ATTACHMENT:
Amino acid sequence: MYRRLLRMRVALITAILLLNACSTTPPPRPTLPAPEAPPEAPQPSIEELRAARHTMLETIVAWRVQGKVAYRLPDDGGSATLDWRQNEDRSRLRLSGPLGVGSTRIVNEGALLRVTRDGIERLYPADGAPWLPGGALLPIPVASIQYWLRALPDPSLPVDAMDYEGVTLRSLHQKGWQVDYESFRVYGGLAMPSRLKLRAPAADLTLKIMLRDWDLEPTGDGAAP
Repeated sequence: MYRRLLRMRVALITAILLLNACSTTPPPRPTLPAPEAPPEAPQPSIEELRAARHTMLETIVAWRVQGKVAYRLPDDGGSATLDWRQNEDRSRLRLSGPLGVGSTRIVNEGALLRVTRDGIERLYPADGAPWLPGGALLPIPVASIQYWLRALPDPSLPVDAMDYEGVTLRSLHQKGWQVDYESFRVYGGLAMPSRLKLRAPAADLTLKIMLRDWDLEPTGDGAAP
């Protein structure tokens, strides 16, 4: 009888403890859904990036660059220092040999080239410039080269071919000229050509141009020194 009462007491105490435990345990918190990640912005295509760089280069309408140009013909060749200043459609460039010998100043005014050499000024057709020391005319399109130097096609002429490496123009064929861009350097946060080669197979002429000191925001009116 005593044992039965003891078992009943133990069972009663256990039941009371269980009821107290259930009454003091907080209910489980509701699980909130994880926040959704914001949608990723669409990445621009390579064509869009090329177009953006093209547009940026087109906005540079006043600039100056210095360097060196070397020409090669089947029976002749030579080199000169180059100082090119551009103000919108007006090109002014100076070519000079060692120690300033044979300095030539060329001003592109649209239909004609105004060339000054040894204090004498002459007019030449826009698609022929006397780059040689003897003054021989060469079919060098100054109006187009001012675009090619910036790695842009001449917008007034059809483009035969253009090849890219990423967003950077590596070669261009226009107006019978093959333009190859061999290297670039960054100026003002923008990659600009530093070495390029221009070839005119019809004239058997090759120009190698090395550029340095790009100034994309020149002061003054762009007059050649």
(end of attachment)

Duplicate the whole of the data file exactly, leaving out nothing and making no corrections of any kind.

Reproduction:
Amino acid sequence: MYRRLLRMRVALITAILLLNACSTTPPPRPTLPAPEAPPEAPQPSIEELRAARHTMLETIVAWRVQGKVAYRLPDDGGSATLDWRQNEDRSRLRLSGPLGVGSTRIVNEGALLRVTRDGIERLYPADGAPWLPGGALLPIPVASIQYWLRALPDPSLPVDAMDYEGVTLRSLHQKGWQVDYESFRVYGGLAMPSRLKLRAPAADLTLKIMLRDWDLEPTGDGAAP
Repeated sequence: MYRRLLRMRVALITAILLLNACSTTPPPRPTLPAPEAPPEAPQPSIEELRAARHTMLETIVAWRVQGKVAYRLPDDGGSATLDWRQNEDRSRLRLSGPLGVGSTRIVNEGALLRVTRDGIERLYPADGAPWLPGGALLPIPVASIQYWLRALPDPSLPVDAMDYEGVTLRSLHQKGWQVDYESFRVYGGLAMPSRLKLRAPAADLTLKIMLRDWDLEPTGDGAAP
């Protein structure tokens, strides 16, 4: 009888403890859904990036660059220092040999080239410039080269071919000229050509141009020194 009462007491105490435990345990918190990640912005295509760089280069309408140009013909060749200043459609460039010998100043005014050499000024057709020391005319399109130097096609002429490496123009064929861009350097946060080669197979002429000191925001009116 005593044992039965003891078992009943133990069972009663256990039941009371269980009821107290259930009454003091907080209910489980509701699980909130994880926040959704914001949608990723669409990445621009390579064509869009090329177009953006093209547009940026087109906005540079006043600039100056210095360097060196070397020409090669089947029976002749030579080199000169180059100082090119551009103000919108007006090109002014100076070519000079060692120690300033044979300095030539060329001003592109649209239909004609105004060339000054040894204090004498002459007019030449826009698609022929006397780059040689003897003054021989060469079919060098100054109006187009001012675009090619910036790695842009001449917008007034059809483009035969253009090849890219990423967003950077590596070669261009226009107006019978093959333009190859061999290297670039960054100026003002923008990659600009530093070495390029221009070839005119019809004239058997090759120009190698090395550029340095790009100034994309020149002061003054762009007059050649």